Summary: An advent sermon on the core values of our faith and the dangers of materialism.


MARK 10:46-52

Big Idea: Advent Conspiracy helps us live the core values of our faith in a time when everything around us screams to abandon them for superficial alternatives.

Supporting Scripture:

• Reading from the Old Testament: Micah 6:1-8

• Reading from the Psalms: Psalm 18:1-6, 16-19

• Reading from the Epistles: Philippians 4:10-19

• Reading from the Gospels: Mark 10:46-52


Illumine your Scriptures by your Holy Spirit, O God.

Let your good news radiate from this story;

Let your grace break into our hearts and minds.

Captivate all who hear the tale of Bartimaeus,

That we might believe and obey.

In the name of Jesus Christ. Amen.

MARK 10:46-52

46 Then they came to Jericho. As Jesus and his disciples, together with a large crowd, were leaving the city, a blind man, Bartimaeus (that is, the Son of Timaeus), was sitting by the roadside begging.

47 When he heard that it was Jesus of Nazareth, he began to shout, “Jesus, Son of David, have mercy on me!”

48 Many rebuked him and told him to be quiet, but he shouted all the more, “Son of David, have mercy on me!”

49 Jesus stopped and said, “Call him.” So they called to the blind man, “Cheer up! On your feet! He’s calling you.”

50 Throwing his cloak aside, he jumped to his feet and came to Jesus.

51 “What do you want me to do for you?” Jesus asked him. The blind man said, “Rabbi, I want to see.”

52 “Go,” said Jesus, “your faith has healed you.” Immediately he received his sight and followed Jesus along the road.


It’s that time of year once again when we are posed with an extremely revealing question: "What do you want?" Our kids have insisted that Vickie and I make Christmas lists. The question they asked: “What do you want?” Many others have made their lists and checked them twice as the Christmas holiday quickly approaches, and today it is only 31 short days away. And from now until almost immediately before Christmas arrives, we will most likely be asked and asking "What do you want?" numerous times.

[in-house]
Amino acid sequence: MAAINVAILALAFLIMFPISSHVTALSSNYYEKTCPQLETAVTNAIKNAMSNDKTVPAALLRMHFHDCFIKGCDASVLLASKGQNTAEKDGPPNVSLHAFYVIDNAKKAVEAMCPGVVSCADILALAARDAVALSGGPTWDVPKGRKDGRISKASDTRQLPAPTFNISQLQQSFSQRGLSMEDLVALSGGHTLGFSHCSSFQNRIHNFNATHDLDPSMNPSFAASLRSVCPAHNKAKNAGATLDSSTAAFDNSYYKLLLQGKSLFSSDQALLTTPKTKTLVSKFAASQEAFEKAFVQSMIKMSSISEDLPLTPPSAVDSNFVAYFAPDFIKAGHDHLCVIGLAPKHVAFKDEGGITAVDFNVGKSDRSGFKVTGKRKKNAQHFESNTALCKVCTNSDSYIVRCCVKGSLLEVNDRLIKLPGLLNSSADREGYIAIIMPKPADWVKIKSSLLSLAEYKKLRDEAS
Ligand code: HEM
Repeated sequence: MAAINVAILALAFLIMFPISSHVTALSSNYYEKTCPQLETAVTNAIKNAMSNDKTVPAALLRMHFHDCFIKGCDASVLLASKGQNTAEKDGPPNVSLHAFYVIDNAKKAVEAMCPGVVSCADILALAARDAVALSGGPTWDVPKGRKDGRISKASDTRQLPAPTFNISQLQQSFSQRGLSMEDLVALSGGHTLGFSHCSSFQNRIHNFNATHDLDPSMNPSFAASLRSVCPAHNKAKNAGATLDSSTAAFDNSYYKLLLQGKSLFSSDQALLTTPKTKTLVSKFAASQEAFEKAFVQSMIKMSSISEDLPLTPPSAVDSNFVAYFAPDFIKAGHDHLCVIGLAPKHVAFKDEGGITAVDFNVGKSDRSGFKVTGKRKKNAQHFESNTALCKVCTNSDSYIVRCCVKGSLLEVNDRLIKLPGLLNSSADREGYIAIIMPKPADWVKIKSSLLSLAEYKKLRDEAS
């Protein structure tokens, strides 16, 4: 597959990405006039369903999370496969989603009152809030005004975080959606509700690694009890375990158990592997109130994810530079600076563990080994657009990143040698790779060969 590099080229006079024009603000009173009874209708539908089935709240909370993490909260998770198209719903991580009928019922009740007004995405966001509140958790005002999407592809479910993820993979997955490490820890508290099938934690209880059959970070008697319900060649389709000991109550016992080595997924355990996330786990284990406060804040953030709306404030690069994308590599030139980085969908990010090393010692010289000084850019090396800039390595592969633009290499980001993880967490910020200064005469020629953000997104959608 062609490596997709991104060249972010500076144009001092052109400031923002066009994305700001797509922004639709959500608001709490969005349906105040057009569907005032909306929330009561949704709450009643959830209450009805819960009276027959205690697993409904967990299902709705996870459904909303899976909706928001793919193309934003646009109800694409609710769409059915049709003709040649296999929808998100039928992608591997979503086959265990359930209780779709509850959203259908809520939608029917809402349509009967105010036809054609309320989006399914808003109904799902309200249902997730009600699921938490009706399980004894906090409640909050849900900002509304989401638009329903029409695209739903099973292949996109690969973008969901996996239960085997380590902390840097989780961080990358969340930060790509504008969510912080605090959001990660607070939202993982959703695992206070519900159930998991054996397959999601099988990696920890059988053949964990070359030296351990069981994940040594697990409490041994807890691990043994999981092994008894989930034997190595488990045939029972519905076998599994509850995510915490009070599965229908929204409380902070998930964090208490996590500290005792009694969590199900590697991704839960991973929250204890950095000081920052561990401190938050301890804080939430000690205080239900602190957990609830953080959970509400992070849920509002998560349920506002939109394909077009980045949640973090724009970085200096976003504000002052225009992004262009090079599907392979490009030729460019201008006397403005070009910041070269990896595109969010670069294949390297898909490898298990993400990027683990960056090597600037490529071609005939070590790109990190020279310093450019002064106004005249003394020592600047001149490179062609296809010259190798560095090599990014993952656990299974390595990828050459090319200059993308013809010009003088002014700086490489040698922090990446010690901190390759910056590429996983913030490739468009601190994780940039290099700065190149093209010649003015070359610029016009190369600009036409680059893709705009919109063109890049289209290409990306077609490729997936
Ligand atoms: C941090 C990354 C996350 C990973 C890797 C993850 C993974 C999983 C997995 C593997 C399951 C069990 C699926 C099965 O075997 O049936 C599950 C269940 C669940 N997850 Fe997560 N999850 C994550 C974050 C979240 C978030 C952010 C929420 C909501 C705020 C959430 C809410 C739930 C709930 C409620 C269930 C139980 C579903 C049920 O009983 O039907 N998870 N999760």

When one is a child, this question is full of opportunity, and most of us probably learned rather quickly how to capitalize on such a question. We learn that some requests - maybe for the latest and greatest expensive holiday toy, a pony, or even a Red-Ryder bee-bee gun like Ralphie - will almost always go unanswered. But there are other requests that would be rather strange to be left unanswered.

• Who could turn down the request of a child for a family game or any item that would increase their learning or skills?

• I can almost guarantee that any child who asks for socks will not be disappointed on Christmas morning.

All of this, however, is dependent on their response to the question "What do you want?"

As accustomed as we are to hearing this question at this time of year, it sounds like such a strange question on the lips of Jesus. He’s talking to a blind man after all - why ask what the blind man wants? But it is in this question posed to Bartimaeus that we hope to hear from God today.

Before we jump into the story of Bartimaeus, we would to do well to look at the setting that Mark has so intricately prepared for us. What many of us fail to see in this text is that Jesus asked this very same question of two disciples just a few verses earlier. The brothers James and John come to Jesus. Listen to this story:

35 Then James and John, the sons of Zebedee, came to him. “Teacher,” they said, “we want you to do for us whatever we ask.”

36 “What do you want me to do for you?” he asked.

37 They replied, “Let one of us sit at your right and the other at your left in your glory.”

38 “You don’t know what you are asking,” Jesus said. “Can you drink the cup I drink or be baptized with the baptism I am baptized with?”

39 “We can,” they answered. Jesus said to them, “You will drink the cup I drink and be baptized with the baptism I am baptized with,

40 but to sit at my right or left is not for me to grant. These places belong to those for whom they have been prepared.”

41 When the ten heard about this, they became indignant with James and John.

42 Jesus called them together and said, “You know that those who are regarded as rulers of the Gentiles lord it over them, and their high officials exercise authority over them.

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